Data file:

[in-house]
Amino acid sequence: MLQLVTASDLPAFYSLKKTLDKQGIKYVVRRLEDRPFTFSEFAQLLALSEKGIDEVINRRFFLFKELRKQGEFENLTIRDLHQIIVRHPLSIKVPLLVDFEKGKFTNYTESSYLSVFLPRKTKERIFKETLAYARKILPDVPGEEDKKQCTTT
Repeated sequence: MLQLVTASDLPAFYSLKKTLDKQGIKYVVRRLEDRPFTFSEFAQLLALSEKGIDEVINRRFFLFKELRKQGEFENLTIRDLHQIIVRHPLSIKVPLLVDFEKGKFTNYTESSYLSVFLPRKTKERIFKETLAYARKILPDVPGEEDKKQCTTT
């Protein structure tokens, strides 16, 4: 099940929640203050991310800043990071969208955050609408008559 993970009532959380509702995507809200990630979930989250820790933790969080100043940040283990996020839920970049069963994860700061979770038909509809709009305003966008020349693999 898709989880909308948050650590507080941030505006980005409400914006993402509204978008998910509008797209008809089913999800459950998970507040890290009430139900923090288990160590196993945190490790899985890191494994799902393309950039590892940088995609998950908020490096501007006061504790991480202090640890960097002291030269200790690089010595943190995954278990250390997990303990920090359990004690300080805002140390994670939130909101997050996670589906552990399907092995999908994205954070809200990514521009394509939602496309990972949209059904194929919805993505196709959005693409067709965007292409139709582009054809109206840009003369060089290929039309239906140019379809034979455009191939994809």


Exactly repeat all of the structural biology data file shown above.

[in-house]
Amino acid sequence: MLQLVTASDLPAFYSLKKTLDKQGIKYVVRRLEDRPFTFSEFAQLLALSEKGIDEVINRRFFLFKELRKQGEFENLTIRDLHQIIVRHPLSIKVPLLVDFEKGKFTNYTESSYLSVFLPRKTKERIFKETLAYARKILPDVPGEEDKKQCTTT
Repeated sequence: MLQLVTASDLPAFYSLKKTLDKQGIKYVVRRLEDRPFTFSEFAQLLALSEKGIDEVINRRFFLFKELRKQGEFENLTIRDLHQIIVRHPLSIKVPLLVDFEKGKFTNYTESSYLSVFLPRKTKERIFKETLAYARKILPDVPGEEDKKQCTTT
């Protein structure tokens, strides 16, 4: 099940929640203050991310800043990071969208955050609408008559 993970009532959380509702995507809200990630979930989250820790933790969080100043940040283990996020839920970049069963994860700061979770038909509809709009305003966008020349693999 898709989880909308948050650590507080941030505006980005409400914006993402509204978008998910509008797209008809089913999800459950998970507040890290009430139900923090288990160590196993945190490790899985890191494994799902393309950039590892940088995609998950908020490096501007006061504790991480202090640890960097002291030269200790690089010595943190995954278990250390997990303990920090359990004690300080805002140390994670939130909101997050996670589906552990399907092995999908994205954070809200990514521009394509939602496309990972949209059904194929919805993505196709959005693409067709965007292409139709582009054809109206840009003369060089290929039309239906140019379809034979455009191939994809």